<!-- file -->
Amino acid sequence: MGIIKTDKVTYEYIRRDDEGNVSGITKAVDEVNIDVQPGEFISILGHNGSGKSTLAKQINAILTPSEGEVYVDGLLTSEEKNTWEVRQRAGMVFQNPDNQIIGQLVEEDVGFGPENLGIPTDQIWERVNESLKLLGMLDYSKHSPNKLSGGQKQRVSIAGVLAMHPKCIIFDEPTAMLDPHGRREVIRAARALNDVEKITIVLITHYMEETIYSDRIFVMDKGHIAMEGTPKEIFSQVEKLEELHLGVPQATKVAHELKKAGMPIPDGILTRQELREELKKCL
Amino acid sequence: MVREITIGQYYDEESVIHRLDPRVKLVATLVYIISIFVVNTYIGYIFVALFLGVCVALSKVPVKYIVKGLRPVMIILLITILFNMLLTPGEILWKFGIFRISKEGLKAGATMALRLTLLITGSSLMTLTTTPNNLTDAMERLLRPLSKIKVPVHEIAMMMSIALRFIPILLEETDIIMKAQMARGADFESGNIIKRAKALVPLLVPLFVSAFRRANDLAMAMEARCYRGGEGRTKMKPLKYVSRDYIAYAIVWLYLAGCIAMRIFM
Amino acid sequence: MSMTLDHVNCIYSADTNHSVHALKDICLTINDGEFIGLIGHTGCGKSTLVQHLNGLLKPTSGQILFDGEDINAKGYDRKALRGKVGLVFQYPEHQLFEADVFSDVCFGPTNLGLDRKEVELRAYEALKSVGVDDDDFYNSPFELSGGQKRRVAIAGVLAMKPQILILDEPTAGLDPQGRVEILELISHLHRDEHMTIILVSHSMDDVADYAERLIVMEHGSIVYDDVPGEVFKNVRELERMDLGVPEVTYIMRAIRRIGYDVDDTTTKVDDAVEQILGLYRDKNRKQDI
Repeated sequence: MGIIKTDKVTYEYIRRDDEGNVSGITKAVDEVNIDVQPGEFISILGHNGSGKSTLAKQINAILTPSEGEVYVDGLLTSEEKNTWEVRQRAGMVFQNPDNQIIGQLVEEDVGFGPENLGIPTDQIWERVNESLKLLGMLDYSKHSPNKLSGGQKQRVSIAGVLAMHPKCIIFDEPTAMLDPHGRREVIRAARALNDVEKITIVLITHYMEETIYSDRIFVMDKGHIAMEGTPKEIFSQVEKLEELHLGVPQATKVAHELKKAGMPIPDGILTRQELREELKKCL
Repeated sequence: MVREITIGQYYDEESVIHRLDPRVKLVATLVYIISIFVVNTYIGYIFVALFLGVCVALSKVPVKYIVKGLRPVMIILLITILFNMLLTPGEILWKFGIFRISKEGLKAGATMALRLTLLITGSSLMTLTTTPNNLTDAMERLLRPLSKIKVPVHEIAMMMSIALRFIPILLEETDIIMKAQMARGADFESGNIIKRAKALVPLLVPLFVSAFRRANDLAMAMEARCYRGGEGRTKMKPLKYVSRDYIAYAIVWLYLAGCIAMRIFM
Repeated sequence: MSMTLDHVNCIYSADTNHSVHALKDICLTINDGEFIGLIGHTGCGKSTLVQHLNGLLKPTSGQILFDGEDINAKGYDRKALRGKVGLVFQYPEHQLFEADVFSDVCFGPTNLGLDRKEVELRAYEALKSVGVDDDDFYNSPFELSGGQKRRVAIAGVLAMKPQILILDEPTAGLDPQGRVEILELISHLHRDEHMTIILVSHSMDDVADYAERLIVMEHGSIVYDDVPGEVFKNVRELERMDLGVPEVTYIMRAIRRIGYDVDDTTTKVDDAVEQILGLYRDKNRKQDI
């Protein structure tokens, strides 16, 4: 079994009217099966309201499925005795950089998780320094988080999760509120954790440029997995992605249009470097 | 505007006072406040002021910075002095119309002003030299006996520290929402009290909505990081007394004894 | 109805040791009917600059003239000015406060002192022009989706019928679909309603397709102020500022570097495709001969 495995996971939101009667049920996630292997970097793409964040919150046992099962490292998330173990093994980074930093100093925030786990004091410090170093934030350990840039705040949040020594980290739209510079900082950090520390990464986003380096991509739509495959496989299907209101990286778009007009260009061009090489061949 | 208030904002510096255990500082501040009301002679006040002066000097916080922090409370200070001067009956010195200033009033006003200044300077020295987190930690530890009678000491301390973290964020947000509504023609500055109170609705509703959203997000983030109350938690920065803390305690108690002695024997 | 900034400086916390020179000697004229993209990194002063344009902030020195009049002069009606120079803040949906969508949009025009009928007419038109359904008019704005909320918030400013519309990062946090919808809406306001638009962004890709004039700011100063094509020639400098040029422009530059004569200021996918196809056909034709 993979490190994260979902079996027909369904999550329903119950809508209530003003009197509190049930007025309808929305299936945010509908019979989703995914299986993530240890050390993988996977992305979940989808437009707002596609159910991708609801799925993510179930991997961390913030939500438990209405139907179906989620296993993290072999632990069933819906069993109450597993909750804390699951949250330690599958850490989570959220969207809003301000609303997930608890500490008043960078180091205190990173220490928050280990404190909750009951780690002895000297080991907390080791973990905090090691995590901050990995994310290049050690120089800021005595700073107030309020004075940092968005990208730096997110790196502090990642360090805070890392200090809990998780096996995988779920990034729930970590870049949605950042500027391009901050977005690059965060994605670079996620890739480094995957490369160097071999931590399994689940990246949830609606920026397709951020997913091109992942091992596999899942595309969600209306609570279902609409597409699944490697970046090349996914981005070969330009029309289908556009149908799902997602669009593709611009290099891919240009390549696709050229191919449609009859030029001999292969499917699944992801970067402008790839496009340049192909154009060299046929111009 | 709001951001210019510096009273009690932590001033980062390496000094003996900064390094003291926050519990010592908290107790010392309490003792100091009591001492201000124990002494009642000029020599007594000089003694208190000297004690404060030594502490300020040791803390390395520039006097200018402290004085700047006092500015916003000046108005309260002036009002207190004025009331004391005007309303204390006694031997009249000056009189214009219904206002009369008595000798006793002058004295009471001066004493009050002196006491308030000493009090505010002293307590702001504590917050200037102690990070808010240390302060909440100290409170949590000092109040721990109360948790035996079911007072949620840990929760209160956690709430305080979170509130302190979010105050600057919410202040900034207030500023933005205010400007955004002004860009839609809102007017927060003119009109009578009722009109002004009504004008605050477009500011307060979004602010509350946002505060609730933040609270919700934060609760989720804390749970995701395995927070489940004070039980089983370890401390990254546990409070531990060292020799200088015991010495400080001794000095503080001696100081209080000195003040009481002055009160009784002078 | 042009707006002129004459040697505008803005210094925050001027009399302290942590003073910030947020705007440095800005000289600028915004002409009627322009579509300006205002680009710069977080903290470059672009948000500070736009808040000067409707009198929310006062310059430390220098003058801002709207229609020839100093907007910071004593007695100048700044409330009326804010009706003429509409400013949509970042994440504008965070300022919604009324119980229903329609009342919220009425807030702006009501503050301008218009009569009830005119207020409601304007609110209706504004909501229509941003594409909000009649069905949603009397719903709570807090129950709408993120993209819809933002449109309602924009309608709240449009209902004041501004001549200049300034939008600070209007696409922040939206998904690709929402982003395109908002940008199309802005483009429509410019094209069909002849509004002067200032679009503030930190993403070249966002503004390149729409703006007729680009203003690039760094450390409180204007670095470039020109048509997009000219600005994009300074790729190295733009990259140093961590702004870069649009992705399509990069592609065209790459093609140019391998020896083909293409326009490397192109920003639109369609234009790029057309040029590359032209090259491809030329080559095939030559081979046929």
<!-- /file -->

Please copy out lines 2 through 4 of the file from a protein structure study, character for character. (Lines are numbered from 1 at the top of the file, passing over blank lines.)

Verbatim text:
Amino acid sequence: MVREITIGQYYDEESVIHRLDPRVKLVATLVYIISIFVVNTYIGYIFVALFLGVCVALSKVPVKYIVKGLRPVMIILLITILFNMLLTPGEILWKFGIFRISKEGLKAGATMALRLTLLITGSSLMTLTTTPNNLTDAMERLLRPLSKIKVPVHEIAMMMSIALRFIPILLEETDIIMKAQMARGADFESGNIIKRAKALVPLLVPLFVSAFRRANDLAMAMEARCYRGGEGRTKMKPLKYVSRDYIAYAIVWLYLAGCIAMRIFM
Amino acid sequence: MSMTLDHVNCIYSADTNHSVHALKDICLTINDGEFIGLIGHTGCGKSTLVQHLNGLLKPTSGQILFDGEDINAKGYDRKALRGKVGLVFQYPEHQLFEADVFSDVCFGPTNLGLDRKEVELRAYEALKSVGVDDDDFYNSPFELSGGQKRRVAIAGVLAMKPQILILDEPTAGLDPQGRVEILELISHLHRDEHMTIILVSHSMDDVADYAERLIVMEHGSIVYDDVPGEVFKNVRELERMDLGVPEVTYIMRAIRRIGYDVDDTTTKVDDAVEQILGLYRDKNRKQDI
Repeated sequence: MGIIKTDKVTYEYIRRDDEGNVSGITKAVDEVNIDVQPGEFISILGHNGSGKSTLAKQINAILTPSEGEVYVDGLLTSEEKNTWEVRQRAGMVFQNPDNQIIGQLVEEDVGFGPENLGIPTDQIWERVNESLKLLGMLDYSKHSPNKLSGGQKQRVSIAGVLAMHPKCIIFDEPTAMLDPHGRREVIRAARALNDVEKITIVLITHYMEETIYSDRIFVMDKGHIAMEGTPKEIFSQVEKLEELHLGVPQATKVAHELKKAGMPIPDGILTRQELREELKKCL